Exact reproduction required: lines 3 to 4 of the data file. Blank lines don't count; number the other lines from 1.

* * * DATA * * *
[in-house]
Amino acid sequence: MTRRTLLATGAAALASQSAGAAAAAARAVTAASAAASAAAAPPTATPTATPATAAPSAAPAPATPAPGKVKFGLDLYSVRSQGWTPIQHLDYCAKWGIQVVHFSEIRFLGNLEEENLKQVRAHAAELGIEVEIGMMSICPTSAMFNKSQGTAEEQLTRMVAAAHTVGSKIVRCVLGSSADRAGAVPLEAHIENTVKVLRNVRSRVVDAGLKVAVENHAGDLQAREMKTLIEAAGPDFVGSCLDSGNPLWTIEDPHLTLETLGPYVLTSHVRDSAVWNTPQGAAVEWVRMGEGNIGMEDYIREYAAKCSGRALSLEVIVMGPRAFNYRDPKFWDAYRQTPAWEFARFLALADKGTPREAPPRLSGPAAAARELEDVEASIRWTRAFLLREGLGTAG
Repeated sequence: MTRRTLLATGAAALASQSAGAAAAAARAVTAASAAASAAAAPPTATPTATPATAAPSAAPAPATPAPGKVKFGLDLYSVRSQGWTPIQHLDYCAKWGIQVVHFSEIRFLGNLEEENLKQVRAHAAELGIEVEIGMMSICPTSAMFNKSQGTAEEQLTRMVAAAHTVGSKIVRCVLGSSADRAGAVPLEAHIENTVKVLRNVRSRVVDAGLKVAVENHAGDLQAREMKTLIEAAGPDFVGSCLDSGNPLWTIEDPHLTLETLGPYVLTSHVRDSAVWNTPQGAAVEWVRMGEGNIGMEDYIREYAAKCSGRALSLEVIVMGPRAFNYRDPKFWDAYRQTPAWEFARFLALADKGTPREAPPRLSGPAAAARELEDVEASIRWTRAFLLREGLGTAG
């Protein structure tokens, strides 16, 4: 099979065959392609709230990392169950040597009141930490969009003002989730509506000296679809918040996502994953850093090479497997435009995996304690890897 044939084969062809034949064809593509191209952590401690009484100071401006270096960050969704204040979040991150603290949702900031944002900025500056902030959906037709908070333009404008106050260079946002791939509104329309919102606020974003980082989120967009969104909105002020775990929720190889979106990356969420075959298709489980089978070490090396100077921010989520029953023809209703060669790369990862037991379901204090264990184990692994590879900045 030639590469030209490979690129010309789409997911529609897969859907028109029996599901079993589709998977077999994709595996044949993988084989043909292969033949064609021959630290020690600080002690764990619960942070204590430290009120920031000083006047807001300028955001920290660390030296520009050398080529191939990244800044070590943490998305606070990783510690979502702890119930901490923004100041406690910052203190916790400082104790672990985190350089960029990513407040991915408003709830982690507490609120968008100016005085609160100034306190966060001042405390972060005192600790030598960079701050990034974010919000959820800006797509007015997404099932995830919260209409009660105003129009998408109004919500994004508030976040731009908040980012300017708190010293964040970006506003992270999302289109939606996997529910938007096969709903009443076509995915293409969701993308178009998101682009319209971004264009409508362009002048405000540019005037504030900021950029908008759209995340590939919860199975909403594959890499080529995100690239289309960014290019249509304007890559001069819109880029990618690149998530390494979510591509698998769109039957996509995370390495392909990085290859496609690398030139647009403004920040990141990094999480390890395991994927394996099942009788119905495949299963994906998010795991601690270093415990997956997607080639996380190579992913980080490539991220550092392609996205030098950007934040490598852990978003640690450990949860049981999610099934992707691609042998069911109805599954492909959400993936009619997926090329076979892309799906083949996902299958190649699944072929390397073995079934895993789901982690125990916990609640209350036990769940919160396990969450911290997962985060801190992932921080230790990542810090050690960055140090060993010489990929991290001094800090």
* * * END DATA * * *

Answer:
Repeated sequence: MTRRTLLATGAAALASQSAGAAAAAARAVTAASAAASAAAAPPTATPTATPATAAPSAAPAPATPAPGKVKFGLDLYSVRSQGWTPIQHLDYCAKWGIQVVHFSEIRFLGNLEEENLKQVRAHAAELGIEVEIGMMSICPTSAMFNKSQGTAEEQLTRMVAAAHTVGSKIVRCVLGSSADRAGAVPLEAHIENTVKVLRNVRSRVVDAGLKVAVENHAGDLQAREMKTLIEAAGPDFVGSCLDSGNPLWTIEDPHLTLETLGPYVLTSHVRDSAVWNTPQGAAVEWVRMGEGNIGMEDYIREYAAKCSGRALSLEVIVMGPRAFNYRDPKFWDAYRQTPAWEFARFLALADKGTPREAPPRLSGPAAAARELEDVEASIRWTRAFLLREGLGTAG
């Protein structure tokens, strides 16, 4: 099979065959392609709230990392169950040597009141930490969009003002989730509506000296679809918040996502994953850093090479497997435009995996304690890897 044939084969062809034949064809593509191209952590401690009484100071401006270096960050969704204040979040991150603290949702900031944002900025500056902030959906037709908070333009404008106050260079946002791939509104329309919102606020974003980082989120967009969104909105002020775990929720190889979106990356969420075959298709489980089978070490090396100077921010989520029953023809209703060669790369990862037991379901204090264990184990692994590879900045 030639590469030209490979690129010309789409997911529609897969859907028109029996599901079993589709998977077999994709595996044949993988084989043909292969033949064609021959630290020690600080002690764990619960942070204590430290009120920031000083006047807001300028955001920290660390030296520009050398080529191939990244800044070590943490998305606070990783510690979502702890119930901490923004100041406690910052203190916790400082104790672990985190350089960029990513407040991915408003709830982690507490609120968008100016005085609160100034306190966060001042405390972060005192600790030598960079701050990034974010919000959820800006797509007015997404099932995830919260209409009660105003129009998408109004919500994004508030976040731009908040980012300017708190010293964040970006506003992270999302289109939606996997529910938007096969709903009443076509995915293409969701993308178009998101682009319209971004264009409508362009002048405000540019005037504030900021950029908008759209995340590939919860199975909403594959890499080529995100690239289309960014290019249509304007890559001069819109880029990618690149998530390494979510591509698998769109039957996509995370390495392909990085290859496609690398030139647009403004920040990141990094999480390890395991994927394996099942009788119905495949299963994906998010795991601690270093415990997956997607080639996380190579992913980080490539991220550092392609996205030098950007934040490598852990978003640690450990949860049981999610099934992707691609042998069911109805599954492909959400993936009619997926090329076979892309799906083949996902299958190649699944072929390397073995079934895993789901982690125990916990609640209350036990769940919160396990969450911290997962985060801190992932921080230790990542810090050690960055140090060993010489990929991290001094800090």